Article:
Wednesday, October 16, 2013

Hen of the Woods Recipe - Maitake Mushroom Jerky


We have been finding  large amounts of hen of the woods (Grifola frondosa) this season, staring with the first find at the end of August. After an initial early flush, they started fruiting heavily in late September, and we have found more than 30 hens so far this season. We preserve our hens mostly by dehydrating the fronds to use later for soup stock, and by freezing the cores and more fronds to chop up for burgers. Robert also made lots of sausage with hens this year, using the same technique for making vegetarian sausage made from sulfur shelf mushrooms.

We needed to find something else to do with the pounds of mushrooms in the fridge, so we made some wonderful jerky. We found that this works best with slices from the core, or with very large fronds, since the pieces shrink up quite a bit in the dehydrator. We are using our Excalibur dehydrator, but an oven set on the lowest temperature will work, although the drying times will vary. We store our dried jerky in covered glass jars, but if we had a vacuum sealer, that would work well too. It doesn't last long around here, and it disappears even faster if we bring it out to a potluck event. This recipe makes a sweet/salty/spicy jerky, and the flavors can be changed to suit your tastes.


Hen of the Woods Jerky        Makes about 2 cups marinade, enough for a large hen

For the marinade:
1 c. sweet apple cider
3/4 c. low sodium soy sauce, or tamari
2-4 cloves garlic, chopped
1/2 tsp. ground white pepper
1/2 tsp. ground fennel
5 Tbsp. maple syrup
1/2-1 Tbsp. Sriracha chili-garlic sauce

1. Place all marinade ingredients in a blender, and puree for a minute. Pour the marinade in a glass or non-reactive shallow pan, preferably one with a cover.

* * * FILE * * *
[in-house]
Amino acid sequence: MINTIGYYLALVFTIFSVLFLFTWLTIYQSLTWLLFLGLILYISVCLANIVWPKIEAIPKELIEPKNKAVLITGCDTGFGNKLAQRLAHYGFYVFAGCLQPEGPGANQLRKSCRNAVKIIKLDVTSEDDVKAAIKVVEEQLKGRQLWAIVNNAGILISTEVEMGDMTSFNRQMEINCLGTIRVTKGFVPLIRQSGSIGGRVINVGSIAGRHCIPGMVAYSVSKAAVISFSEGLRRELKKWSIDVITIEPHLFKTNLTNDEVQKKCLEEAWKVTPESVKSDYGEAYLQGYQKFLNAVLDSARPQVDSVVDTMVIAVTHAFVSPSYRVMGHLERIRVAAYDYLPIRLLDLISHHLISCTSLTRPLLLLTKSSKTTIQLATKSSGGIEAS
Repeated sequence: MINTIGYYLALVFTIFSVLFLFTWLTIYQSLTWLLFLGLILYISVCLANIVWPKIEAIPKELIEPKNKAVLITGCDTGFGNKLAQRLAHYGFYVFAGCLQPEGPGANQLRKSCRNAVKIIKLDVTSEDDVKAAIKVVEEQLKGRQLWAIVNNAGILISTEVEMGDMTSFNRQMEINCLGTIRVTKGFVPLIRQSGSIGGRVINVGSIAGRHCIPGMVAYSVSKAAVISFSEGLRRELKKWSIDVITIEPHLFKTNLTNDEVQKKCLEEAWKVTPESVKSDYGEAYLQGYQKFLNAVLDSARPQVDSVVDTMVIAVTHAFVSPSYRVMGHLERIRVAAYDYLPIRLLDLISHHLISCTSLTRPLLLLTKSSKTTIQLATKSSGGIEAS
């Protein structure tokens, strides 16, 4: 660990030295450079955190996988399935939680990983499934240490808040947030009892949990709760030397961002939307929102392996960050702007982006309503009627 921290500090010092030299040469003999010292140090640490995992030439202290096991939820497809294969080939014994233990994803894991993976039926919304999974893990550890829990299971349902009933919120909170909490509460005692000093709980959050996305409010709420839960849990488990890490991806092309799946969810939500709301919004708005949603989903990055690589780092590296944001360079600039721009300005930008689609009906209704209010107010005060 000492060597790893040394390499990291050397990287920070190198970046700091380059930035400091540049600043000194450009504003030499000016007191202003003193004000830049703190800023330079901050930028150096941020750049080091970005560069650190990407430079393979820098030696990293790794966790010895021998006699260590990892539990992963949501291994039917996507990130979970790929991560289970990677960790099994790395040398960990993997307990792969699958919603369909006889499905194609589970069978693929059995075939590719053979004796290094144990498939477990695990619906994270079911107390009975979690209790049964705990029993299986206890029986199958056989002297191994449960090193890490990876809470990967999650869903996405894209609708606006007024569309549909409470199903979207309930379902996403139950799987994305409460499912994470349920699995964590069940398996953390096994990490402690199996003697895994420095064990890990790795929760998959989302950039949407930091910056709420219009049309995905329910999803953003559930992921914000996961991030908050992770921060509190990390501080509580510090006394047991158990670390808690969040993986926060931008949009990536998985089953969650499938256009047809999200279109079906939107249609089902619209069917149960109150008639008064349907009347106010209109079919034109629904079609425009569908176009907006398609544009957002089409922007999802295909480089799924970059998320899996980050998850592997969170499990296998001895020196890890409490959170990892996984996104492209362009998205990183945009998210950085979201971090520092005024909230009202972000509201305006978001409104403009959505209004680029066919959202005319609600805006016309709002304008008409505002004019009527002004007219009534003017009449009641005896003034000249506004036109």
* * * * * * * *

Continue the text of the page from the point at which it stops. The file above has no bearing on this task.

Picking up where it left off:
2. Clean the hen of the woods mushroom, making 1/8" thick slices of the core and the larger fronds. All parts can be used, but they will dehydrate at different rates and shrink up quite small.
3. Boil the mushroom for 10 minutes, and drain completely. Place the boiled hen pieces in the marinade while still hot, and refrigerate for 4-8 hours.
4. Remove the pieces of hen from the marinade and drain the excess liquid off before arranging on  dehydrator trays. If drying in the oven, use wire racks placed on a sheet pan. Arrange the marinated mushroom on the trays and dehydrate at 120-130°F for 6-12 hours, until dried and leathery. The time will vary based on the thickness and sizes of the pieces, so check it often.
5. Store in an airtight jar or vacuum pack.

We often have more mushroom pieces than the dehydrator can handle at once, so we use the marinade one more time to flavor another batches, the second batch getting soaked a bit longer, until we use up all the hen. Check out these photos to see how much a very thick frond will shrink up, the top picture is raw, then the center picture is after boiling, and the third picture is after marination and dehydration.